What Can We Learn From Sylvia Pankhurst and the Suffragettes? Rachel Holmes and Sian Norris
Rachel Holmes discusses how today’s campaigners can emulate the success of the Suffragettes in extending democracy.
Sylvia Pankhurst was a natural rebel, a talented artist, prolific writer and newspaper editor. A free spirit and radical visionary, history placed her in the shadow of her famous mother, Emmeline, and elder sister, Christabel. Sylvia Pankhurst was the most revolutionary of them all.
Sylvia found her voice fighting militantly for votes for women. Her commitment to equality caused her to serve multiple sentences in Holloway prison – where she was tortured. The vote was just the beginning of her lifelong defence of human rights, from her early warnings of the rise of fascism in Europe, to her campaigning against racism and championing of the liberation struggles in Africa and India. She was a true internationalist; one of the great minds of the modern era, engaging with political giants, including Churchill, Lenin, Rosa Luxemburg, George Bernard Shaw, W E B Du Bois and Haile Selassie.
Rachel Holmes discusses protest, rebellion and change with writer Sian Norris.
Rachel Holmes’ Sylvia Pankhurst: Natural Born Rebel is published by Bloomsbury. Buy a copy from Waterstones, our bookselling partners.
Rachel Holmes is the author of Eleanor Marx: A Life, The Secret Life of Dr James Barry and The Hottentot Venus: The Life and Death of Saartjie Baartman. She is co-editor of Fifty Shades of Feminism and I Call Myself A Feminist. Her latest book is Sylvia Pankhurst: Natural Born Rebel.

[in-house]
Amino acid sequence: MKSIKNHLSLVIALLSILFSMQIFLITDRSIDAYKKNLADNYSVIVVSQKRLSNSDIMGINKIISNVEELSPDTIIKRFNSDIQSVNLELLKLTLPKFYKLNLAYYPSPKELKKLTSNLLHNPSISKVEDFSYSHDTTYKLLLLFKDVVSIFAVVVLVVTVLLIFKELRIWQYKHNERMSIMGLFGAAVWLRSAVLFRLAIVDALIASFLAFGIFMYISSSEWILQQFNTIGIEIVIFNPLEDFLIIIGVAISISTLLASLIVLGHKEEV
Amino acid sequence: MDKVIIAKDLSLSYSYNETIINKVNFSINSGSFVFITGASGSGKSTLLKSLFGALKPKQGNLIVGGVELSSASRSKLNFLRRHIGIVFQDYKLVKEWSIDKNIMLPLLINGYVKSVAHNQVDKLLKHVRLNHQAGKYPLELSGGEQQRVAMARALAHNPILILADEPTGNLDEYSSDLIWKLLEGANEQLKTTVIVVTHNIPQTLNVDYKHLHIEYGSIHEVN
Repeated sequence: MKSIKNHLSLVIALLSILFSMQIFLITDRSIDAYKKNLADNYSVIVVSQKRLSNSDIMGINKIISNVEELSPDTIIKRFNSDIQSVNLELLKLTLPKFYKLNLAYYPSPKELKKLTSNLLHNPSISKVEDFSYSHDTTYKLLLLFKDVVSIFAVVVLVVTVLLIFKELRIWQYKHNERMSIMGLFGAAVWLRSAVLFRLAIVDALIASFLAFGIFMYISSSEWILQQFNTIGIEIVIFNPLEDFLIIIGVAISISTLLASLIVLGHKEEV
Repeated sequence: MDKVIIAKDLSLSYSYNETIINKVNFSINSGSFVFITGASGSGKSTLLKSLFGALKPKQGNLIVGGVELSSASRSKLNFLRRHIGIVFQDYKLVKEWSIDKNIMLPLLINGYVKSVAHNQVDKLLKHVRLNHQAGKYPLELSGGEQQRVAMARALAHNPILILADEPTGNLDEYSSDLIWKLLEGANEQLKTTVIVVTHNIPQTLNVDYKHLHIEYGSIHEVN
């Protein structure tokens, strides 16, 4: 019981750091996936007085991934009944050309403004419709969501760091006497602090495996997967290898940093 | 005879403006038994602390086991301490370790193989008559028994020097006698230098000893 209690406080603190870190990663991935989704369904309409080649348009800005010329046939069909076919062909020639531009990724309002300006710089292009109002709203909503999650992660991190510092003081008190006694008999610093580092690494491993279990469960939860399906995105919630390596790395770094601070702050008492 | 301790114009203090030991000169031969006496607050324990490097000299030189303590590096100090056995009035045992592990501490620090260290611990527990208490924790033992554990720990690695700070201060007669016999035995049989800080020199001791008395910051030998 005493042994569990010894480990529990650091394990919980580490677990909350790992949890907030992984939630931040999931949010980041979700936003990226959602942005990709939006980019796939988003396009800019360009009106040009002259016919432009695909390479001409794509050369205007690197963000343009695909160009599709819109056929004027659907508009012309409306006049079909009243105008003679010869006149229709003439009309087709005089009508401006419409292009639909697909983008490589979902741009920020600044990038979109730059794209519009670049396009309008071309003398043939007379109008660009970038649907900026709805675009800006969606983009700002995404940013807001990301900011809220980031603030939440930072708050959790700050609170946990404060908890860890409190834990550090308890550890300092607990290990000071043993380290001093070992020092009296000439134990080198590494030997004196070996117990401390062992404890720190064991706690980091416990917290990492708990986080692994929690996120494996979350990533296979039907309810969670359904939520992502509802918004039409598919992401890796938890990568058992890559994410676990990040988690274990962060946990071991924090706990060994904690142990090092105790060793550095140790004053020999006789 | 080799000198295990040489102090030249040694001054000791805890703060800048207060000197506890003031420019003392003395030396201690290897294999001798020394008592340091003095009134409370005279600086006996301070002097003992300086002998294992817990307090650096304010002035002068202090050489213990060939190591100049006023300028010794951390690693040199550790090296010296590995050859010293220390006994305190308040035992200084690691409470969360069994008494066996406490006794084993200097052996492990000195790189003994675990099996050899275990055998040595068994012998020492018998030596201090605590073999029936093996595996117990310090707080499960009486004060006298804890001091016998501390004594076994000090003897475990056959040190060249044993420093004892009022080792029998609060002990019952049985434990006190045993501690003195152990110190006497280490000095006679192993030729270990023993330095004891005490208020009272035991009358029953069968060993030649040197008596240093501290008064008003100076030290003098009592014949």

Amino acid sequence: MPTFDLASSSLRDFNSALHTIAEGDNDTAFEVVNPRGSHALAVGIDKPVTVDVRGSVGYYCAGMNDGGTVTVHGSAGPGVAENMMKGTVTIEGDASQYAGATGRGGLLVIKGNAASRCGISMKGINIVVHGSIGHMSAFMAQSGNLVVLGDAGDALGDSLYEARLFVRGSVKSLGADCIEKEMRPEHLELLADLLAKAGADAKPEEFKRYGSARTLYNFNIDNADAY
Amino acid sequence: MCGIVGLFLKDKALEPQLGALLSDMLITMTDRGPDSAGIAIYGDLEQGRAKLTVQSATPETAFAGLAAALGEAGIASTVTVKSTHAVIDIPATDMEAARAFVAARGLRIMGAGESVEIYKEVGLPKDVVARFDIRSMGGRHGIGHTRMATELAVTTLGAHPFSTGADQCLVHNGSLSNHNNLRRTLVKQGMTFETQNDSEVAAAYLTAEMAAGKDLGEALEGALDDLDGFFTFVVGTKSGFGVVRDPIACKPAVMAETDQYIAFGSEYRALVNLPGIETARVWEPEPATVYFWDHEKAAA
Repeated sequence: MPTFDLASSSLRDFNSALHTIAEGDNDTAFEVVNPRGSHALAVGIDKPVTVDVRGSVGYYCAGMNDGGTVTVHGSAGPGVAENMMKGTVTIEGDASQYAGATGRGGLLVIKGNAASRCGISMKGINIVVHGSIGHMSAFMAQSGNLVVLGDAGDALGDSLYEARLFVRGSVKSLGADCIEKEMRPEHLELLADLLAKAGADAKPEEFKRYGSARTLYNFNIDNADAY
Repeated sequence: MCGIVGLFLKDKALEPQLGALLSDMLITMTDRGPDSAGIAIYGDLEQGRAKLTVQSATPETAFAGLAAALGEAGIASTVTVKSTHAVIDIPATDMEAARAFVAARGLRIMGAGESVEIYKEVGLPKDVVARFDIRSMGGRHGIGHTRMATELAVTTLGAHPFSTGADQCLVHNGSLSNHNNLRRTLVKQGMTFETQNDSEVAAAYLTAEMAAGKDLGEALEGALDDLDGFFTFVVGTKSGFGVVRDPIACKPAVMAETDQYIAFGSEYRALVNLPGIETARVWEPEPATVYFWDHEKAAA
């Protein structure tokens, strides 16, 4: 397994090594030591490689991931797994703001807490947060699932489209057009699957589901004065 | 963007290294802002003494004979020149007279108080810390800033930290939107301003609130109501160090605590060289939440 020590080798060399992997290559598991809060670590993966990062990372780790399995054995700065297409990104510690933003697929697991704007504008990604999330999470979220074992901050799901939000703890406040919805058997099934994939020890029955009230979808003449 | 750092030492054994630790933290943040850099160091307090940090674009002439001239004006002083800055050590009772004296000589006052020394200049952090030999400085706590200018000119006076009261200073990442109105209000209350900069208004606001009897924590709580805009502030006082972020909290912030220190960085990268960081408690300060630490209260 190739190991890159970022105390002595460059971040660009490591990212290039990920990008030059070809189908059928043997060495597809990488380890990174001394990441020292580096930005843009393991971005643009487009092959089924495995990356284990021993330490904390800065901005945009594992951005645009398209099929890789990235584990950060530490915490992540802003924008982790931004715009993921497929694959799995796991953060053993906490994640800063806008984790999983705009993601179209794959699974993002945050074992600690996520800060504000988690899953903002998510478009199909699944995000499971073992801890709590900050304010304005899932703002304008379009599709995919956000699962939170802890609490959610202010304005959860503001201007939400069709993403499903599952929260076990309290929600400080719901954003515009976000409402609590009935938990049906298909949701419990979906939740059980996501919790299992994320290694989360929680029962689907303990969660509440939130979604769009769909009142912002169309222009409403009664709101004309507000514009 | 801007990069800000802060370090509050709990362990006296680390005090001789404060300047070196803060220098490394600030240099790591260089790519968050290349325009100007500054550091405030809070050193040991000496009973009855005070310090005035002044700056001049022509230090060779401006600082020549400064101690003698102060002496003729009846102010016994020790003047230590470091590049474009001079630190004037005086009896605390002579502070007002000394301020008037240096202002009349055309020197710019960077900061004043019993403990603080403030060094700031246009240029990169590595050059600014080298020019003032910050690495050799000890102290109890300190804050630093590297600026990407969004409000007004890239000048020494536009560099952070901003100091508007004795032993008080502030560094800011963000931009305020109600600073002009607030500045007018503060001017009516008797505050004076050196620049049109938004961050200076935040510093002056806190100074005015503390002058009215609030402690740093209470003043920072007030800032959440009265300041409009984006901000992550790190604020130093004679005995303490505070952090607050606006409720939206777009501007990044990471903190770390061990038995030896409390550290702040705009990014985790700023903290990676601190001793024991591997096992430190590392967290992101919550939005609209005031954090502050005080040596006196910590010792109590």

Image credit: Ruth Crafer
Sian Norris is a writer and journalist specialising in reproductive and LGBTIQ rights. Her work has been published by openDemocracy 50:50, the Guardian, the i, New Statesman, Byline Times, politics.co.uk and many more. Her book, Birth Violence, explores how the Far Right is attacking women’s reproductive rights in Europe and will be published by Verso in Autumn 2022. She is also the founder of the Bristol Women’s Literature Festival. Follow her on Twitter @sianushka
Image credit: David Sturdy
Democracy and Freedom of Expression
This event is part of our 2021 series on democracy and freedom of expression. We’re committed to looking at solutions to the great challenges that face us – what individuals, leaders, mayors, councils, governments, cities, communities, nations and others can do to support, strengthen and extend democracy and freedom of expression.
The series includes: programmes on the future of democracy, May elections, the monarchy, constitutions, English devolution, House of Lords reform, votes at 16; work exploring freedom of expression through the year; and a focus on democracy and cities in Festival of the Future City (20-21 October).
Our project partners include English PEN, Prospect Magazine, the Institute for Policy Research, University of Bath and the Observer. More events will be launched soon. Join the conversation on social media using the hashtags #FOIDemocracy and #CommonCurrency
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